In Progress
Unit 1, Lesson 1
In Progress

Editor Macro

Video transcript & code

As a rule, text editing is one of the least important aspects of programming. Most of the topics on this show are about improving our tools for working with ideas and concepts, not with characters and lines.

That said, as programmers we are paid not just to model application domains in our minds, but also to work efficiently and effectively with the artifacts of code. And in Ruby, that means working efficiently with plain text.

For instance, here's a file full of tests.

We need to add temporary "skip" commands to each test. We will then un-skip them one by one as we implement code to pass each test.

Of course, we could just do this manually, one test at a time.

But this is not an effective use of our all-too-limited time. This also isn't a particularly good use case for a search-and-replace operation. However, it is a perfect application for a recorded macro.

Let's turn on macro recording, and give the editor an example of what to do. We'll search forward to the next test, insert a line, and type skip. Then we'll end the recording.

This is Emacs, and I'm using Emacs macro commands. But the specific editor and commands are not what's important right now. Chances are your preferred editor has its own keybindings for the same operation.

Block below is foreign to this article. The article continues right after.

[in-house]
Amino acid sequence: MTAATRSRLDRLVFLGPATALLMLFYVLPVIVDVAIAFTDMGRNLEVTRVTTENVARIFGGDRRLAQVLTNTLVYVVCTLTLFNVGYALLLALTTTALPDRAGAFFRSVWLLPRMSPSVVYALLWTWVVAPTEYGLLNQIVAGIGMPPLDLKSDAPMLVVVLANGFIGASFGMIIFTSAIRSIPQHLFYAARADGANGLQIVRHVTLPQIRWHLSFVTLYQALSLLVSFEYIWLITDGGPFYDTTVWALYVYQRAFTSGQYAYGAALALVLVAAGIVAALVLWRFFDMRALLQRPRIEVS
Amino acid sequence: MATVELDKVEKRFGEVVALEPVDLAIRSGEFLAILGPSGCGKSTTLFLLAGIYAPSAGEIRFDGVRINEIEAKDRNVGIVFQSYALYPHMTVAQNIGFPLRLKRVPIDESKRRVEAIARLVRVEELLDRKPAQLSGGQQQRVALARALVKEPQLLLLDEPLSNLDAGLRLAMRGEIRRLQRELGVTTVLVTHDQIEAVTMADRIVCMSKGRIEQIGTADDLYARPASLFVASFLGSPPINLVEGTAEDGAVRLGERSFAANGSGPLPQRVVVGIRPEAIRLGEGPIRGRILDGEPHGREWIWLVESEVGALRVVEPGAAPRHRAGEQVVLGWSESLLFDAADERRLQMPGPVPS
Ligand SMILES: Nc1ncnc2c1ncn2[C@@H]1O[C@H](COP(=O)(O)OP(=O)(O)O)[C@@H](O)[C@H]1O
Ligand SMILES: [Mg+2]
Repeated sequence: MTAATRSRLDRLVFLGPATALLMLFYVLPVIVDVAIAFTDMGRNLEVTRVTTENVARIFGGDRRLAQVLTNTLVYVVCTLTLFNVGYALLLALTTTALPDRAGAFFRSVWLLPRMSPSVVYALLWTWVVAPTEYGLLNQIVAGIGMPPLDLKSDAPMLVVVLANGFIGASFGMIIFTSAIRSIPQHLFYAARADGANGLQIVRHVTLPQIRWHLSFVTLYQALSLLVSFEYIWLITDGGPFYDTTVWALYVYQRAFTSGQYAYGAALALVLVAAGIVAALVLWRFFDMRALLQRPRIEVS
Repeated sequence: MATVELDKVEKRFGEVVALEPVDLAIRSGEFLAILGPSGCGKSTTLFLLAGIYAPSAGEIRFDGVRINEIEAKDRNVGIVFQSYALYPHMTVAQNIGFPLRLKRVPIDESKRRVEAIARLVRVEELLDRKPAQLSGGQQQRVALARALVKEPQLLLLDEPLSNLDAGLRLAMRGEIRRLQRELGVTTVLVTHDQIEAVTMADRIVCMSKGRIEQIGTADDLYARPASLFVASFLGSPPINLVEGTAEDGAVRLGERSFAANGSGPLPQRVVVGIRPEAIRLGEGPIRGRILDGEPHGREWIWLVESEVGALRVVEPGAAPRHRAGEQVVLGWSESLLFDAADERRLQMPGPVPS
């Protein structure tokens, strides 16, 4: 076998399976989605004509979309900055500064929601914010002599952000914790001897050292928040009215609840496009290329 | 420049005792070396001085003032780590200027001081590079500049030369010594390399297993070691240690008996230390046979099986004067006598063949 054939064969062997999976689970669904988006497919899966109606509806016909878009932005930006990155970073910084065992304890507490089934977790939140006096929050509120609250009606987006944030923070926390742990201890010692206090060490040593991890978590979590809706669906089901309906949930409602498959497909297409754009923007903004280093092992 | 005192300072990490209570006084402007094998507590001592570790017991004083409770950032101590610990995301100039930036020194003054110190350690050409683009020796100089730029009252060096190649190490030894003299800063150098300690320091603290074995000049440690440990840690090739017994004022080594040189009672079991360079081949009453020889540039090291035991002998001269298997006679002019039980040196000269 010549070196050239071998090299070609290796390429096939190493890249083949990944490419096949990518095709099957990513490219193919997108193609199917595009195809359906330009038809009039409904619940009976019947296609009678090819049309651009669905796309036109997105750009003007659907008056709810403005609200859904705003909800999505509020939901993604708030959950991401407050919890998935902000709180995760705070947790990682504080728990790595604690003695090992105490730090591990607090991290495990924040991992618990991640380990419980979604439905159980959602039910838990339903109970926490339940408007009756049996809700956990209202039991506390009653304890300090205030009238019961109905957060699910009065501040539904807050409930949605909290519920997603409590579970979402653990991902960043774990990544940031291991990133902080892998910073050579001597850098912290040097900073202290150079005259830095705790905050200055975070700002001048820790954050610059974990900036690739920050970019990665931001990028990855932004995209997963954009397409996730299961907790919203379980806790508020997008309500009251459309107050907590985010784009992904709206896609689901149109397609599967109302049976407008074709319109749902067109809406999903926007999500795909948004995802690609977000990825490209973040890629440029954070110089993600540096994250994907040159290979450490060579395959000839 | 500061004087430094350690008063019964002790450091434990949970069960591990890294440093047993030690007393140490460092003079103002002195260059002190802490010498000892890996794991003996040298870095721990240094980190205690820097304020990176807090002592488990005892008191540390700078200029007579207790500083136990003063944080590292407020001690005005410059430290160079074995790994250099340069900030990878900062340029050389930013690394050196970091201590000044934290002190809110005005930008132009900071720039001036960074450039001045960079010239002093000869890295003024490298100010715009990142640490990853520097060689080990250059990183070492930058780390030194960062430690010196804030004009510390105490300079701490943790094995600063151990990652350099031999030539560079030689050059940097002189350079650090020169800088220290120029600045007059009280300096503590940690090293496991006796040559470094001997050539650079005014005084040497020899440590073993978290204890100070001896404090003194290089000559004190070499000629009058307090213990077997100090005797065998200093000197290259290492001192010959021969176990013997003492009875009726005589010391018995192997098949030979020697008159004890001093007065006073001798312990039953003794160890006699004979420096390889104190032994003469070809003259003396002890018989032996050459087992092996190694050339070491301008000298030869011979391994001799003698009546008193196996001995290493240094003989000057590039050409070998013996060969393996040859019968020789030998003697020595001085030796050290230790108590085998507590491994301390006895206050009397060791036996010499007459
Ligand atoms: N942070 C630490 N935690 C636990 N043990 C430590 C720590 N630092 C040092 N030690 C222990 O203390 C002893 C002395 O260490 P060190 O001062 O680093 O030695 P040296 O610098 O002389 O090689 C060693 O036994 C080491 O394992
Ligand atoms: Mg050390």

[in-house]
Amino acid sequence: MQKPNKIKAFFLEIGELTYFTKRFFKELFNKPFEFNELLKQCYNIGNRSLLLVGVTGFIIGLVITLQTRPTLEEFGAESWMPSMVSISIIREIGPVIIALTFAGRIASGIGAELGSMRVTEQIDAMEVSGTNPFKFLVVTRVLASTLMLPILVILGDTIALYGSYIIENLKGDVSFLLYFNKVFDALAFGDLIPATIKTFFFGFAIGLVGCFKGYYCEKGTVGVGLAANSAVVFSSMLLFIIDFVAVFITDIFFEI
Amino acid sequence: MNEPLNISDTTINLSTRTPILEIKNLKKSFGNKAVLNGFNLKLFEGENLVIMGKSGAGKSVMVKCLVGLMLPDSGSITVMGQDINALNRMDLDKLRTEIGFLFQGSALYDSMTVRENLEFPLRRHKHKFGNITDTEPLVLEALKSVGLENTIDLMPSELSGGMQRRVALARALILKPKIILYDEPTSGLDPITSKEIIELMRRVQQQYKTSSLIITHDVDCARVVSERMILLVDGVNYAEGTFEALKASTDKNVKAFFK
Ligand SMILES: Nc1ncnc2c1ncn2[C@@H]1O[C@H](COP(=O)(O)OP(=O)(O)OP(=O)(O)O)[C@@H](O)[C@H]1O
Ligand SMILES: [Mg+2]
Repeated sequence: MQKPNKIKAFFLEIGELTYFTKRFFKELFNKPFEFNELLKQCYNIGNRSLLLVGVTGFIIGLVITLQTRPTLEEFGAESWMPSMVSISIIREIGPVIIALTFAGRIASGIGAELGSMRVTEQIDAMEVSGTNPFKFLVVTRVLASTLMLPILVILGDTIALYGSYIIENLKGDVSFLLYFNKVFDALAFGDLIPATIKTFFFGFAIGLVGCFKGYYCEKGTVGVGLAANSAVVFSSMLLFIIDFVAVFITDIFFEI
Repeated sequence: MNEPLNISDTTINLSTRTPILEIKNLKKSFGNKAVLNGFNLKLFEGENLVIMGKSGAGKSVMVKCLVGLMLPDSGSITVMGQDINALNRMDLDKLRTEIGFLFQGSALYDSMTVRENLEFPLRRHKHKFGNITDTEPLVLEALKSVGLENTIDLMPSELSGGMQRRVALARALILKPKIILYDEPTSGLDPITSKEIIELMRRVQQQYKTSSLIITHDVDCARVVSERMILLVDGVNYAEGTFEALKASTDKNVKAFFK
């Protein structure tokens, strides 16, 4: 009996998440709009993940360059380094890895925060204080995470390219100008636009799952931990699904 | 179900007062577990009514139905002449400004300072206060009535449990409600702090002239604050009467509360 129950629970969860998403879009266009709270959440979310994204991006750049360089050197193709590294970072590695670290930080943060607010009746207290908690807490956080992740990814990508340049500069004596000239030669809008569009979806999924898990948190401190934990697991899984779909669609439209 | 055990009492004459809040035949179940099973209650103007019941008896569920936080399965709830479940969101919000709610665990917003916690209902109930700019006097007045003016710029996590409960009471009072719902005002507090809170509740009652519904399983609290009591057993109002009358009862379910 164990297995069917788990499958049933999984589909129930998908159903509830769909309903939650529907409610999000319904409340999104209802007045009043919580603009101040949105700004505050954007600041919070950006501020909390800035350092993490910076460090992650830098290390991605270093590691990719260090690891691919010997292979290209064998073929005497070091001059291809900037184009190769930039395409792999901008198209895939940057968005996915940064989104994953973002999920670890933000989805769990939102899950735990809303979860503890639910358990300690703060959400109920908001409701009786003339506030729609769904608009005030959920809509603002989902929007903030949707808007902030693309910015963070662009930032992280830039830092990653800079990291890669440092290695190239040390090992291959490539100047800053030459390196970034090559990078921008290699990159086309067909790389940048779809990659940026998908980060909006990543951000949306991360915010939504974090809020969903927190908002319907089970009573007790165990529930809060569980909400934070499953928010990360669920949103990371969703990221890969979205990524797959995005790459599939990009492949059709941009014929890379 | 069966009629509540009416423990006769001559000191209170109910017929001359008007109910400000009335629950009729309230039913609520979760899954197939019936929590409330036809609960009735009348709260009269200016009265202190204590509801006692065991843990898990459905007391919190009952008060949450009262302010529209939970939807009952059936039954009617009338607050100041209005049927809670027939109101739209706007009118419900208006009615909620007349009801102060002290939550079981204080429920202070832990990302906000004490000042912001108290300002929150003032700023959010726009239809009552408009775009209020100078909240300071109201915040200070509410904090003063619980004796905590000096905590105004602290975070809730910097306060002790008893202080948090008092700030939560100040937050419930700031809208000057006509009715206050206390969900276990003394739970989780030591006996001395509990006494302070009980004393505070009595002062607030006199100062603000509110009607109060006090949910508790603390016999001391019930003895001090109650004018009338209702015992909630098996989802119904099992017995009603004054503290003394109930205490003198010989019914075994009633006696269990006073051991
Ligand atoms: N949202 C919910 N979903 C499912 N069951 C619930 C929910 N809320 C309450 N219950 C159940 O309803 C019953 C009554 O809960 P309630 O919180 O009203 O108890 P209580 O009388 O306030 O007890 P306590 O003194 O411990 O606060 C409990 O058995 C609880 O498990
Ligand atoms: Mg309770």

Now let's play back the macro once.

Now let's do it again.

This looks like it's working. Let's play it back a whole bunch of times at once.

Now let's look back and check the work. Uh-oh. Looks like it ran into a problem.

One of the test names wasn't consistent with the others in style.

The magic of recorded macros is that they can take care of the 80% or more of cases that are predictable. Then we are left to deal only with the outliers, using our creative, problem-solving brains.

This brings us to one of the most important rules about working with editor macros: strive only for an 80% solution. If we fiddle around with our macro until it's general enough to handle every possible case, we're wasting time just as much as if we were manually making each edit.

In many modern editors, it's possible to do a lot of the same type of tasks using multiple selections and cursors.

But while it's worthwhile to learn how to use this feature as well, I'll still advocate for the macros being the more broadly applicable skill. They can handle more types of operation. And on most editors, if you find yourself using the same macro repeatedly, you can capture it to a file and give it a permanent keybinding.

So why am I taking time out from programming tips to talk about an editor feature? Because I believe that what we perceive as "easy" strongly influences our unconscious decisions.

Many programming tasks, in particular many code maintenance and refactoring tasks, involve repetitive actions and text transformations. If we internalize the basic macro recording and replay commands, they become a "possibility multiplier" for us. They greatly increase our pallette of practical options when considering the "next move". They help us to look at large-scale modifications as no more effort than small-scale changes.

But in order for us to add this tool to our arsenal, it has to spring immediately to hand. We can't be looking up keybindings every time we think of using them. That's why macro recording and playback is on my short list of basic editor tools that I think every programmer ought to memorize, whatever editor they choose to use.

If your editor doesn't have a keybinding for macro recording, see if it's possible to add one. If it doesn't have a macro recording and playback feature at all: consider upgrading to a different editor!

And that's all for today. Happy hacking!